In anticipation of the order, ILEX has applied to extend the scope of its regulatory framework so that it can grant a wider range of litigation rights to a wider range of its membership. It falls to the Legal Services Board to determine that application. Clearly, any extension to the range of ILEX practitioners who can conduct litigation independently could have a significant impact on the legal services market. The Legal Services Board has a statutory duty to promote competition within that market, and I would therefore expect it to evaluate this potential impact carefully in considering ILEX’s wider application. I commend this order to the House. 

8.59 am 

Mr Andy Slaughter (Hammersmith) (Lab):  It is a pleasure to be here under your chairmanship this morning, Mr Brady. You and no doubt other members of the Committee will be pleased to hear that I do not intend to detain the Committee long. We are not opposing the order. As the Minister says, it largely replicates the current position under the Criminal Justice and Immigration Act 2008 relating to the rights of audience of associate prosecutors and the restrictions that continue to be placed on them in respect of the type of work that they can undertake in the magistrates court. Secondly, ILEX is already an approved regulator. Its powers of regulation extend into the conduct of litigation, and that flows from the Legal Services Act 2007, the aim of which was to liberalise and modernise the regulation of the legal profession. Those two Acts were excellent pieces of Labour legislation so it would be churlish of me to criticise them or, indeed, to criticise the ability of legal executives, who the Minister and I know undertake a great deal of extremely important work to high standards. The Minister will probably not agree with me on this, but sometimes one finds the level of expertise among legal executives as a result of the work that they do to be higher in practice than that even among solicitors. 

At a time when we see daily restrictions on access to justice and the availability of legal services, we want to encourage the intention and practice of the Legal Services Act in broadening access where possible. As the order restricts the powers and activities essentially to what is in place through the voluntary agreements and the powers that elapse under the 2008 Act, there is little more to be said. 

As the Minister said towards the end of his remarks, there is a proposal to go far wider and what we are enacting today in the order will allow that to happen,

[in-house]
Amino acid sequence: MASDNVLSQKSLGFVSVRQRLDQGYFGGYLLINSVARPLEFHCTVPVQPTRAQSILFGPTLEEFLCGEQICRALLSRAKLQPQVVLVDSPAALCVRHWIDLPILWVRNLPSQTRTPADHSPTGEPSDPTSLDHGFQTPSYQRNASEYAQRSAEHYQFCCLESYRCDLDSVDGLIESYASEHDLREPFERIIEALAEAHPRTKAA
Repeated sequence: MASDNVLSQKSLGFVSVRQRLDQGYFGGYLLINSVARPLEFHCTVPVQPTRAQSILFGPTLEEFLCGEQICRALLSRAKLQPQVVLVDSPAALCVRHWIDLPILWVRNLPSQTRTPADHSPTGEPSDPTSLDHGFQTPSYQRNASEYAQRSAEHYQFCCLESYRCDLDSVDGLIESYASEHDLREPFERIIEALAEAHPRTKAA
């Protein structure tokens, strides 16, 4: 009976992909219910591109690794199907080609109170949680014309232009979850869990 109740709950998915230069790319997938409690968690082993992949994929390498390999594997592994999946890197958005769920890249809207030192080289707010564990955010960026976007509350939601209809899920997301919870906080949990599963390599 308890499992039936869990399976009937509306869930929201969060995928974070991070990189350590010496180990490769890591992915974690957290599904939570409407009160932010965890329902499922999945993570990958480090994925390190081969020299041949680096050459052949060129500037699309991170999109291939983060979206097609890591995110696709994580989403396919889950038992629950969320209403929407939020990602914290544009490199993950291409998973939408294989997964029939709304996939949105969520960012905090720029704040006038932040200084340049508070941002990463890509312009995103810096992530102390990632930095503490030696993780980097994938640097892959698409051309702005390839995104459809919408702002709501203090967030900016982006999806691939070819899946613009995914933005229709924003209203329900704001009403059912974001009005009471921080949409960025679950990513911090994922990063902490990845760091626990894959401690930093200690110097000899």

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although the restriction that will continue among the profession for the time being will be that which is already in practice. 

Concern has been expressed that in widening the number of people who have rights of audience and the extent of those rights, the quality of representation and of justice received, whether in a magistrates court or elsewhere, should not be interfered with. The Minister will see in the explanatory memorandum that in response to the consultation the Lord Chief Justice 

“raised a concern that any potential future extension of APs’ rights must be subject to full consultation with the judiciary and other interested parties.” 

I would welcome an indication today that if there is any further determination of applications from ILEX or anyone else, there will be full consultation to ensure that where rights of audience are likely to be extended, it is done in the public interest and results in no diminution in the quality of representation. 

The Law Society has in the past—not about this case—expressed strong concerns in relation to that as a general principle. The president of the Law Society said: 

“We believe that ILEX members should only be granted the rights to carry out the proposed activities if they were able to demonstrate that they meet the same high standards as solicitors.” 

A member of its criminal law committee has been reported as saying, rather more trenchantly, that 

“the eligibility criteria for associate prosecutors, who require no academic or legal qualifications, gave rise to ‘serious concerns’ for the quality of justice and potential for miscarriages of justice.” 

He said: 

“On public interest and interest of justice grounds there is no justification for this—it’s merely a case of introducing justice on the cheap”. 

While I would not endorse those comments as they stand—ILEX does an excellent job in regulating its part of the profession, and in its other functions, and legal executives do an excellent job—if the qualification and role of associate prosecutors is extended beyond what is currently envisaged in the order, that may cause concern among other members of the judiciary and other parts of the profession. I would welcome an assurance from the Minister not only that there will be full consultation but that the Government will give full consideration in any further application that is made for an extension of rights to testing stringently the quality of justice provided in the magistrates courts, which is extremely high and consistent as a rule, and ensuring that it will not be affected. 

There are no other points that I wish to raise with the Minister this morning. This is a sensible proposal that simply clarifies the position and puts it on a more statutory basis. It may improve the regulatory system.